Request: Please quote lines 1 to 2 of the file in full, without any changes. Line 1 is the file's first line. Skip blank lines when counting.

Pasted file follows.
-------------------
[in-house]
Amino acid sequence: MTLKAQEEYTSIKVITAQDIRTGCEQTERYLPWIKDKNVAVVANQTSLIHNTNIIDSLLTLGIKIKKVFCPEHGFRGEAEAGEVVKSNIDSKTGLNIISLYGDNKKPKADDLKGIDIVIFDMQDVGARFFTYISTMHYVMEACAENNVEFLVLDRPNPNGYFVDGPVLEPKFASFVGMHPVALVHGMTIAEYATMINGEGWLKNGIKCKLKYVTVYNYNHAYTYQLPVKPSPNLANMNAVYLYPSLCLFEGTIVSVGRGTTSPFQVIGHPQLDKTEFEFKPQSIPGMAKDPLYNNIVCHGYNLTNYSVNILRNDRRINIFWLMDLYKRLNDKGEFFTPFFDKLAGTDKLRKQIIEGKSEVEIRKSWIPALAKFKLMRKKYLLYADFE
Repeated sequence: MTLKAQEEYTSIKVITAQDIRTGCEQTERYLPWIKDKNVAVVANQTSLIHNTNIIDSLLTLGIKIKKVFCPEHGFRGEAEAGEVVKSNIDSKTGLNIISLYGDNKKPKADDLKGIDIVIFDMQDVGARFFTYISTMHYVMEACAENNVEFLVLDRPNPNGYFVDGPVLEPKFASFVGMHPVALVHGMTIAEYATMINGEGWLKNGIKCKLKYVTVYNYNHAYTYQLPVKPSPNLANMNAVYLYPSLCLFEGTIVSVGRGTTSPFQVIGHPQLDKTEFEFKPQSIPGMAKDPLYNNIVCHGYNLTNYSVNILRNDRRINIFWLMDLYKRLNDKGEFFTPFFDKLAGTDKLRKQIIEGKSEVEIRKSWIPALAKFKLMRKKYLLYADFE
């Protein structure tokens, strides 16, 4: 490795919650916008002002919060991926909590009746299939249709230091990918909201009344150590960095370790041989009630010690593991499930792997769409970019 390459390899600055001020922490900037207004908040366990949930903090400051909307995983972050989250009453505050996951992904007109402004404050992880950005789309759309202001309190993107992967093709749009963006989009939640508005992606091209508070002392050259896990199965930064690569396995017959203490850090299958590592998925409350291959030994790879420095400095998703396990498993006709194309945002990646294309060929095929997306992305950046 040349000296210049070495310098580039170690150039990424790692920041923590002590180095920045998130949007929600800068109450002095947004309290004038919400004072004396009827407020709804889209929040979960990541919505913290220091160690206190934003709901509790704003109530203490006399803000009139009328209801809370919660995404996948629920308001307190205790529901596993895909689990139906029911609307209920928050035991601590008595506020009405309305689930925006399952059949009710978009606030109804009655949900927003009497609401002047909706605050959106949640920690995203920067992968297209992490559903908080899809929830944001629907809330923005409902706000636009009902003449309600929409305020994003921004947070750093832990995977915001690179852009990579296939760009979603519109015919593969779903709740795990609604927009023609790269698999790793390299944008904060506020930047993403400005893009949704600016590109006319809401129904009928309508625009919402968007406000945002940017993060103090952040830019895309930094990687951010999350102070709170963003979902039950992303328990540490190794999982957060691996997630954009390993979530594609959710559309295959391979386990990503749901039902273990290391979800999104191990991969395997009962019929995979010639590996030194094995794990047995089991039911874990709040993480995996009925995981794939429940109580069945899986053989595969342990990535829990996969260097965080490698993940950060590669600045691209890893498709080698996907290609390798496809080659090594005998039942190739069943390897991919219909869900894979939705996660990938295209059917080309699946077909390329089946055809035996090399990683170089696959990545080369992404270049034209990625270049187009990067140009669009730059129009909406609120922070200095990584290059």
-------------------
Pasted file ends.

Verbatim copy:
[in-house]
Amino acid sequence: MTLKAQEEYTSIKVITAQDIRTGCEQTERYLPWIKDKNVAVVANQTSLIHNTNIIDSLLTLGIKIKKVFCPEHGFRGEAEAGEVVKSNIDSKTGLNIISLYGDNKKPKADDLKGIDIVIFDMQDVGARFFTYISTMHYVMEACAENNVEFLVLDRPNPNGYFVDGPVLEPKFASFVGMHPVALVHGMTIAEYATMINGEGWLKNGIKCKLKYVTVYNYNHAYTYQLPVKPSPNLANMNAVYLYPSLCLFEGTIVSVGRGTTSPFQVIGHPQLDKTEFEFKPQSIPGMAKDPLYNNIVCHGYNLTNYSVNILRNDRRINIFWLMDLYKRLNDKGEFFTPFFDKLAGTDKLRKQIIEGKSEVEIRKSWIPALAKFKLMRKKYLLYADFE